Britain is “open for business”

Britain is “open for business”

With austerity “finally coming to an end”, in the last Budget speech before Brexit, the Chancellor, Philip Hammond spoke of measures to help British businesses “invest and grow”. However, the BBC has today reported on how more than 200 UK shopping centres are “in crisis”, so how will Mr Hammond’s proposals help the high street and the larger retailers?

With the UK’s high streets going down in a blaze of what can only be described as not glory, it is clear that there are only two ways one might level the playing field: (i) to cut charges for physical traditional retailers or (ii) increase charges for online retailers.

John Rogers, chief financial officer of J Sainsbury, has previously described the current business rates system as “outdated” and “cumbersome”, which penalises retailers who focus on selling through “physical stores”. The British Retail Consortium has also been vocal in its criticism of the current  “outmoded” and “anachronistic” system, and have made a number of proposals to transform the business rates system. One of those proposals would entail replacing business rates with a new tax based on energy usage. So does the new budget offer any sign of a move away from the existing business rates system that many retailers are so critical of?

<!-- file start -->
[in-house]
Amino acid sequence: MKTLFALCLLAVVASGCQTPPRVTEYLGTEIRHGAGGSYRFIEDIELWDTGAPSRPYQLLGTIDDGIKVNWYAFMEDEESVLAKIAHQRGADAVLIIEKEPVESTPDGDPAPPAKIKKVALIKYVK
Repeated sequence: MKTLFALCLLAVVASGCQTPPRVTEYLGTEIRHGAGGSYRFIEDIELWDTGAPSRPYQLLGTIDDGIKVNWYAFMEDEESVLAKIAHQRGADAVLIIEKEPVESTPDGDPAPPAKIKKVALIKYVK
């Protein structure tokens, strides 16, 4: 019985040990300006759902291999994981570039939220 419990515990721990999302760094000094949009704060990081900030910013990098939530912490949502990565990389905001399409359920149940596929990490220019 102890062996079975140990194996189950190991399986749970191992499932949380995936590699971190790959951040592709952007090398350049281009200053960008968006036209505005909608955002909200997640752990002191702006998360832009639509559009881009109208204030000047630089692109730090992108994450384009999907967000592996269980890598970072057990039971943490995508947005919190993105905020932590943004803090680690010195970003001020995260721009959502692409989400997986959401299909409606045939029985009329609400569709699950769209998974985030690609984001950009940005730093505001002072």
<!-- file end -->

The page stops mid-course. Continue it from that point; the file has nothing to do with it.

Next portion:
Mr. Hammond will spend £900m with a view to relieving retailers of a third off of their business rates bill. Unfortunately, when you look at the details in more depth, this benefit is only available to those who’s premises have a rateable value below £51,000. The Association of Convenience Stores (ACS) is understandably delighted by this news.  Mr. Hammond believes this will support around 500,000 small retailers. However, could the issue sit not with the corner stores, but with the anchor stores?

These anchor stores are responsible for the majority of the current 3.1 million retail workers in the UK and yet none will benefit from this relief. The Guardian has reported that although only 10% of stores pay over £51,000 a year in rent, they pay around 70% of the retail sectors £7.8bn annual business rates bill. These high business rates are what is driving large stores away from the high street and onto the internet. A matter of days before the budget, Debenhams in a cry for help announced that 50 stores would be closed after posting £500m losses. This will bring the total amount of UK retail space lost in 2018 to 20.3 million square feet, this includes 1500 stores and over 38,000 jobs. Debenhams are not alone in this problem. Toys R Us, House of Fraser, Mothercare and Homebase, to name but a few, have either gone into voluntary arrangements or are closing stores which will put thousands of jobs at risk.

Mr. Hammond has promised a £650m Future High Streets Fund to be co-funded by the government. This is aimed at improving infrastructure and transport whilst also looking to rejuvenate empty stores, homes and offices.  The questions now is will this promise arrive in time to save the high street?

If you have any questions about the information in this article, please contact Ben Henderson on 0203 814 2020.